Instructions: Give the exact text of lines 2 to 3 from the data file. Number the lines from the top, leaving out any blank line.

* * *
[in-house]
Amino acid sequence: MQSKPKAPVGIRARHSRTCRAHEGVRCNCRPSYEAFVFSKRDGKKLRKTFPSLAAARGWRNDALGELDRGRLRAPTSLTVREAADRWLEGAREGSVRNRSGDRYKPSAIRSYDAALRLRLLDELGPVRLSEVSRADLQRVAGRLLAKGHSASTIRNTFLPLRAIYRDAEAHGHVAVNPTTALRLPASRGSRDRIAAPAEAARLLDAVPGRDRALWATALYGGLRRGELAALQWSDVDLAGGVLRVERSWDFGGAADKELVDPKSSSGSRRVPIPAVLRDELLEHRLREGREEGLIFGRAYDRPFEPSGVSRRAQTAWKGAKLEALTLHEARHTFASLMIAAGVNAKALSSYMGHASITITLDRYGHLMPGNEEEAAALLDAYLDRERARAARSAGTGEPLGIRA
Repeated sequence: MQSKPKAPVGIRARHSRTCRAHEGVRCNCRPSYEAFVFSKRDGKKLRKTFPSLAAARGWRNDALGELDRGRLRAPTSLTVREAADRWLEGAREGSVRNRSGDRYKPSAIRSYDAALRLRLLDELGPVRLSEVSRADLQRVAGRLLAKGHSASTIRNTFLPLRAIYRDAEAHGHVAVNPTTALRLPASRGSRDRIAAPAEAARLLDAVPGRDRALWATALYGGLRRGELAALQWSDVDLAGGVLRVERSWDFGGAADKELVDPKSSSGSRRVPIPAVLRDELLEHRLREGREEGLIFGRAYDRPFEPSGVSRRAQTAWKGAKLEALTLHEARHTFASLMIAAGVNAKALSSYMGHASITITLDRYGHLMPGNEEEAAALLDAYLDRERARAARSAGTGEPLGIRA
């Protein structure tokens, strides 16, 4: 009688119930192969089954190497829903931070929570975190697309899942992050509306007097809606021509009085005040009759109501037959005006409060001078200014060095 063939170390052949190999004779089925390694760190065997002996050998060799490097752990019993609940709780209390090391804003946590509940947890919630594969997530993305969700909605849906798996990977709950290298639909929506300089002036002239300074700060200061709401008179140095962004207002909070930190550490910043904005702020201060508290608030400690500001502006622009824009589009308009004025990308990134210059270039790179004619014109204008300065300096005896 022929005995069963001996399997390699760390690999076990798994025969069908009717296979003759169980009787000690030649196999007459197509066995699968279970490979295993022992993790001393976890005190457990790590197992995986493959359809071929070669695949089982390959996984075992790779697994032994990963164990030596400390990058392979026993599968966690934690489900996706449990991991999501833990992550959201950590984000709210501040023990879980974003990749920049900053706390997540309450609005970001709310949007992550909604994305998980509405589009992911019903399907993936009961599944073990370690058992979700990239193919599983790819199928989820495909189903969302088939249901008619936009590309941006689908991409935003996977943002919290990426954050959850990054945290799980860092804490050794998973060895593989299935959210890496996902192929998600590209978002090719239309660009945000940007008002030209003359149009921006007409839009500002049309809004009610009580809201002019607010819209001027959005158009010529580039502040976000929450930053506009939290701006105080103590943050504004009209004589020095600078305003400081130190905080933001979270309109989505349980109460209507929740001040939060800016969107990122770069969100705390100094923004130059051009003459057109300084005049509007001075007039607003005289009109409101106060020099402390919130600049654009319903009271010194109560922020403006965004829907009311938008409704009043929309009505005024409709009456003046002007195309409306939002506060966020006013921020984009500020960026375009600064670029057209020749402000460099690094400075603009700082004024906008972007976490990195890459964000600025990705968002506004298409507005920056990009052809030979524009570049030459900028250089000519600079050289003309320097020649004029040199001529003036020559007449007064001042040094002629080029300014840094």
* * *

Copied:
Amino acid sequence: MQSKPKAPVGIRARHSRTCRAHEGVRCNCRPSYEAFVFSKRDGKKLRKTFPSLAAARGWRNDALGELDRGRLRAPTSLTVREAADRWLEGAREGSVRNRSGDRYKPSAIRSYDAALRLRLLDELGPVRLSEVSRADLQRVAGRLLAKGHSASTIRNTFLPLRAIYRDAEAHGHVAVNPTTALRLPASRGSRDRIAAPAEAARLLDAVPGRDRALWATALYGGLRRGELAALQWSDVDLAGGVLRVERSWDFGGAADKELVDPKSSSGSRRVPIPAVLRDELLEHRLREGREEGLIFGRAYDRPFEPSGVSRRAQTAWKGAKLEALTLHEARHTFASLMIAAGVNAKALSSYMGHASITITLDRYGHLMPGNEEEAAALLDAYLDRERARAARSAGTGEPLGIRA
Repeated sequence: MQSKPKAPVGIRARHSRTCRAHEGVRCNCRPSYEAFVFSKRDGKKLRKTFPSLAAARGWRNDALGELDRGRLRAPTSLTVREAADRWLEGAREGSVRNRSGDRYKPSAIRSYDAALRLRLLDELGPVRLSEVSRADLQRVAGRLLAKGHSASTIRNTFLPLRAIYRDAEAHGHVAVNPTTALRLPASRGSRDRIAAPAEAARLLDAVPGRDRALWATALYGGLRRGELAALQWSDVDLAGGVLRVERSWDFGGAADKELVDPKSSSGSRRVPIPAVLRDELLEHRLREGREEGLIFGRAYDRPFEPSGVSRRAQTAWKGAKLEALTLHEARHTFASLMIAAGVNAKALSSYMGHASITITLDRYGHLMPGNEEEAAALLDAYLDRERARAARSAGTGEPLGIRA